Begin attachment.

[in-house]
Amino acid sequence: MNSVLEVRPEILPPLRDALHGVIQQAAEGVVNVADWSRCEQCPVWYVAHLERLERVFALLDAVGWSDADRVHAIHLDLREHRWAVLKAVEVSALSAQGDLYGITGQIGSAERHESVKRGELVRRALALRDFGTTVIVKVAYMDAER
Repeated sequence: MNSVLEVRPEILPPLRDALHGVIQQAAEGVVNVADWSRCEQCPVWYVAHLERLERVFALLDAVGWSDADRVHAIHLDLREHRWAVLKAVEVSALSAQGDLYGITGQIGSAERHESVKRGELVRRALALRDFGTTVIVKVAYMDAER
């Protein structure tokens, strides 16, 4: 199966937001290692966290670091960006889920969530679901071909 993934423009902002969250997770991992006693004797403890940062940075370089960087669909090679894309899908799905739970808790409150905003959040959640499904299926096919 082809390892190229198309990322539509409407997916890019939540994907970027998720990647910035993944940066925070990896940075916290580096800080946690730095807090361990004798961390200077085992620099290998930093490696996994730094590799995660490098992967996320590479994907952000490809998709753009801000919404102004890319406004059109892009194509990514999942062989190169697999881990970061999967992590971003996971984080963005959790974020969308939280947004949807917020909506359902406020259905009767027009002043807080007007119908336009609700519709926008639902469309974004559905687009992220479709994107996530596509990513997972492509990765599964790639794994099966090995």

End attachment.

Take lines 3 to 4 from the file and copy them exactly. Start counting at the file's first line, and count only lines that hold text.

Repeated sequence: MNSVLEVRPEILPPLRDALHGVIQQAAEGVVNVADWSRCEQCPVWYVAHLERLERVFALLDAVGWSDADRVHAIHLDLREHRWAVLKAVEVSALSAQGDLYGITGQIGSAERHESVKRGELVRRALALRDFGTTVIVKVAYMDAER
């Protein structure tokens, strides 16, 4: 199966937001290692966290670091960006889920969530679901071909 993934423009902002969250997770991992006693004797403890940062940075370089960087669909090679894309899908799905739970808790409150905003959040959640499904299926096919 082809390892190229198309990322539509409407997916890019939540994907970027998720990647910035993944940066925070990896940075916290580096800080946690730095807090361990004798961390200077085992620099290998930093490696996994730094590799995660490098992967996320590479994907952000490809998709753009801000919404102004890319406004059109892009194509990514999942062989190169697999881990970061999967992590971003996971984080963005959790974020969308939280947004949807917020909506359902406020259905009767027009002043807080007007119908336009609700519709926008639902469309974004559905687009992220479709994107996530596509990513997972492509990765599964790639794994099966090995």